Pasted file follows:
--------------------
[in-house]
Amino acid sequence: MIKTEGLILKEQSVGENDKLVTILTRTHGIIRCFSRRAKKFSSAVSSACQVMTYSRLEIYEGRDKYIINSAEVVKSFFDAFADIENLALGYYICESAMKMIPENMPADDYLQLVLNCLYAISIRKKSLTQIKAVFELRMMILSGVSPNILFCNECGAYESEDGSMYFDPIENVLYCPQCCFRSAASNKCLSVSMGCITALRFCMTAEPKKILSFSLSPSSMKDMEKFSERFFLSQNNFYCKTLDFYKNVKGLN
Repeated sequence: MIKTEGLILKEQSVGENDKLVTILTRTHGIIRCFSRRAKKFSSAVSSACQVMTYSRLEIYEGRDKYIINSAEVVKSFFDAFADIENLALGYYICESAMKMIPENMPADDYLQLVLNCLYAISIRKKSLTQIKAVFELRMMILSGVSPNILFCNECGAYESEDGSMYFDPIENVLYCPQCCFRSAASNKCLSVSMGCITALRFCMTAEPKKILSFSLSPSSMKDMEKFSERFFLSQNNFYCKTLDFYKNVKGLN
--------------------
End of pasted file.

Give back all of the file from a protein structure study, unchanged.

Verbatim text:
[in-house]
Amino acid sequence: MIKTEGLILKEQSVGENDKLVTILTRTHGIIRCFSRRAKKFSSAVSSACQVMTYSRLEIYEGRDKYIINSAEVVKSFFDAFADIENLALGYYICESAMKMIPENMPADDYLQLVLNCLYAISIRKKSLTQIKAVFELRMMILSGVSPNILFCNECGAYESEDGSMYFDPIENVLYCPQCCFRSAASNKCLSVSMGCITALRFCMTAEPKKILSFSLSPSSMKDMEKFSERFFLSQNNFYCKTLDFYKNVKGLN
Repeated sequence: MIKTEGLILKEQSVGENDKLVTILTRTHGIIRCFSRRAKKFSSAVSSACQVMTYSRLEIYEGRDKYIINSAEVVKSFFDAFADIENLALGYYICESAMKMIPENMPADDYLQLVLNCLYAISIRKKSLTQIKAVFELRMMILSGVSPNILFCNECGAYESEDGSMYFDPIENVLYCPQCCFRSAASNKCLSVSMGCITALRFCMTAEPKKILSFSLSPSSMKDMEKFSERFFLSQNNFYCKTLDFYKNVKGLN